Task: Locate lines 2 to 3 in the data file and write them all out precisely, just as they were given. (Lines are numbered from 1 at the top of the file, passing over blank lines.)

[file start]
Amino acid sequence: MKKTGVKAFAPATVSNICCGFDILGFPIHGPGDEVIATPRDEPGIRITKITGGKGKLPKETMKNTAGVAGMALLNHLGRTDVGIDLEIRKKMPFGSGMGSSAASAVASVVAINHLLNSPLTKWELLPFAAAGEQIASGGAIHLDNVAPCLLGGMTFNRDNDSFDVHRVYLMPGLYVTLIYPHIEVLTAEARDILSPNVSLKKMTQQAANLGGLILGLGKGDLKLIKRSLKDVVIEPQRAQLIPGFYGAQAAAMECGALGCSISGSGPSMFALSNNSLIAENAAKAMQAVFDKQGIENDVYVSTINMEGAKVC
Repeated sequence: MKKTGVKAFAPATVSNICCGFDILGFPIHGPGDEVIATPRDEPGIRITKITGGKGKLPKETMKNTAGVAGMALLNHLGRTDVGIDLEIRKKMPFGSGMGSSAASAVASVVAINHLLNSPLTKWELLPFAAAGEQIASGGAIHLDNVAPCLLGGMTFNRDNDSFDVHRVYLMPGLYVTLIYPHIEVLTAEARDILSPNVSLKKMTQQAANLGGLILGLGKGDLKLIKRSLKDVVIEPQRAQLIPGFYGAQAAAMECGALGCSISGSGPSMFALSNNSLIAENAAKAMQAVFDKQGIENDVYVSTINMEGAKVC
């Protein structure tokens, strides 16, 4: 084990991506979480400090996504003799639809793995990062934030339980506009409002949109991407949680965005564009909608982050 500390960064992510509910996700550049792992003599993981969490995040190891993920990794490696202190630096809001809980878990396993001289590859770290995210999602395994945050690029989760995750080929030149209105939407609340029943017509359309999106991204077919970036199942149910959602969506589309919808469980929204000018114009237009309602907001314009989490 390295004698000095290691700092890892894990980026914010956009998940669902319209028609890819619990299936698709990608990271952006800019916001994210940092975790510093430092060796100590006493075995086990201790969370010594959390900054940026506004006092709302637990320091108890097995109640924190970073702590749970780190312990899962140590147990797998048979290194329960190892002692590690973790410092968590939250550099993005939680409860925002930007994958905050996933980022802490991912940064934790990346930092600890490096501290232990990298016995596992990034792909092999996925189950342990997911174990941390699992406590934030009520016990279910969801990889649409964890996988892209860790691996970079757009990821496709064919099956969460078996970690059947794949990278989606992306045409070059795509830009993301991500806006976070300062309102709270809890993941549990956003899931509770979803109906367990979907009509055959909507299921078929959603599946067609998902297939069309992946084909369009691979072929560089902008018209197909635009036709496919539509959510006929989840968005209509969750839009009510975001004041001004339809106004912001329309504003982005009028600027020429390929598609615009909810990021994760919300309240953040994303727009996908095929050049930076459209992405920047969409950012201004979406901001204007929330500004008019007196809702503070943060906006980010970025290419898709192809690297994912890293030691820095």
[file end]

Repeated sequence: MKKTGVKAFAPATVSNICCGFDILGFPIHGPGDEVIATPRDEPGIRITKITGGKGKLPKETMKNTAGVAGMALLNHLGRTDVGIDLEIRKKMPFGSGMGSSAASAVASVVAINHLLNSPLTKWELLPFAAAGEQIASGGAIHLDNVAPCLLGGMTFNRDNDSFDVHRVYLMPGLYVTLIYPHIEVLTAEARDILSPNVSLKKMTQQAANLGGLILGLGKGDLKLIKRSLKDVVIEPQRAQLIPGFYGAQAAAMECGALGCSISGSGPSMFALSNNSLIAENAAKAMQAVFDKQGIENDVYVSTINMEGAKVC
């Protein structure tokens, strides 16, 4: 084990991506979480400090996504003799639809793995990062934030339980506009409002949109991407949680965005564009909608982050 500390960064992510509910996700550049792992003599993981969490995040190891993920990794490696202190630096809001809980878990396993001289590859770290995210999602395994945050690029989760995750080929030149209105939407609340029943017509359309999106991204077919970036199942149910959602969506589309919808469980929204000018114009237009309602907001314009989490 390295004698000095290691700092890892894990980026914010956009998940669902319209028609890819619990299936698709990608990271952006800019916001994210940092975790510093430092060796100590006493075995086990201790969370010594959390900054940026506004006092709302637990320091108890097995109640924190970073702590749970780190312990899962140590147990797998048979290194329960190892002692590690973790410092968590939250550099993005939680409860925002930007994958905050996933980022802490991912940064934790990346930092600890490096501290232990990298016995596992990034792909092999996925189950342990997911174990941390699992406590934030009520016990279910969801990889649409964890996988892209860790691996970079757009990821496709064919099956969460078996970690059947794949990278989606992306045409070059795509830009993301991500806006976070300062309102709270809890993941549990956003899931509770979803109906367990979907009509055959909507299921078929959603599946067609998902297939069309992946084909369009691979072929560089902008018209197909635009036709496919539509959510006929989840968005209509969750839009009510975001004041001004339809106004912001329309504003982005009028600027020429390929598609615009909810990021994760919300309240953040994303727009996908095929050049930076459209992405920047969409950012201004979406901001204007929330500004008019007196809702503070943060906006980010970025290419898709192809690297994912890293030691820095």